- #1

Mogarrr

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## Homework Statement

Let [itex] A_1, A_2, A_2,...[/itex] be subsets of a metric space.

(a) If [itex]B_{n}=\bigcup_{i=1}^{n}A_{i} [/itex], prove that [itex] \bar{B_{n}}= \bigcup_{i=1}^{n}\bar{A_{i}} [/itex] for n=1,2,3,...

(b) If

**[itex]B=\bigcup_{i=1}^{\infty}A_{i} [/itex], prove that**[/B]

**[itex] \bar{B} \subset \bigcup_{i=1}^{\infty}\bar{A_{i}} [/itex],**

Show by example this inclusion is proper.Show by example this inclusion is proper.

## Homework Equations

If E is a subset of a metric space, then the closure of E,

[itex] \bar{E}=E \bigcup \acute{E} [/itex], where [itex] \acute{E} [/itex] is the set of all limit points of E.

For a subset E of a metric space X, a point [itex] p \in X [/itex] is a limit point if and only if

[itex] \forall \epsilon > 0, \exists q \in B(p;\epsilon) \bigcap E : q \neq p [/itex]

## The Attempt at a Solution

**Now I think I've got part (a) and (b) nailed down, but I'm having trouble thinking of an example for a proper subset. Here's what I have thus far...**

**Suppose [itex]x \in \bar{B_{n}} [/itex], then [itex] x \in B_{n} [/itex] or x is a limit point for [itex] B_{n} [/itex].**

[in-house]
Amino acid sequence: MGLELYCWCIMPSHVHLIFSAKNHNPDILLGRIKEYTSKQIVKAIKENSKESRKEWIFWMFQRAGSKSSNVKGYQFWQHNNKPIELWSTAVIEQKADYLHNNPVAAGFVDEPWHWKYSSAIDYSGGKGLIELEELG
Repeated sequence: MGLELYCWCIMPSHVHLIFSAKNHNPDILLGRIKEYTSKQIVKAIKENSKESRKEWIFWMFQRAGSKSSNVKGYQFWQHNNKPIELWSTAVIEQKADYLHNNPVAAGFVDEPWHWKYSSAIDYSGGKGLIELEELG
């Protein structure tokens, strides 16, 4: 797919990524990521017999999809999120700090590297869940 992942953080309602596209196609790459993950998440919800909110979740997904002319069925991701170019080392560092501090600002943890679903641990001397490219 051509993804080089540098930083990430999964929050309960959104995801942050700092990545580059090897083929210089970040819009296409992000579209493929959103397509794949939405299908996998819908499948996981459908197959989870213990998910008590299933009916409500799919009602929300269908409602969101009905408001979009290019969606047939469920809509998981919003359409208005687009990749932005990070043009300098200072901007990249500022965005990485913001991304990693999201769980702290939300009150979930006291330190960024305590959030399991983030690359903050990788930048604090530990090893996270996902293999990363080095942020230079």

If[itex] \forall \epsilon > 0, \exists y \in B(x;\epsilon) \bigcap B_{n}: y \neq x [/itex], so [itex] \forall \epsilon > 0, \exists y \in B(x;\epsilon) \bigcap (\bigcup_{i=1}^{n} A_{i}): y \neq x [/itex], then

If

**[itex]x \in {B_{n}} [/itex], then****[itex]x \in \bigcup_{i=1}^{n} A_{i} [/itex], then [itex] \exists i, x \in A_{i} [/itex], so [itex] \exists i, x \in \bar{A_{i}} [/itex].**

If x is a limit point, thenIf x is a limit point, then

[itex] \exists i,\forall \epsilon > 0, \exists y \in B(x;\epsilon) \bigcap A_{i}: y \neq x [/itex], then

[itex] \exists i, x\in \bar{A_{i}}[/itex], so [itex] x \in \bigcup_{i=1}^{n}\bar{A_{i}}[/itex]

Suppose [itex] x \in \bigcup_{i=1}^{n}\bar{A_{i}}[/itex], then [itex] \exists i, x \in A_{j}[/itex] or for some i x is a limit point.

If [itex] \exists i, x \in A_{i}[/itex], then [itex] x \in \bigcup_{i=1}^{n}A_{i}=B_{n}[/itex].

If x is a limit point for some A sub i, then x is a limit point for [itex] \bigcup A_{i}=B_{n} [/itex].

For part (b), I did the same thing, but replaced [itex] B_{n} [/itex] with [itex] B [/itex] and in the union I replaced n with infinity.

Now, I'm having some difficulty coming up with an example that would show B is a proper subset of the union of an infinite number of A sub i's.

Any hints or corrections would be much appreciated.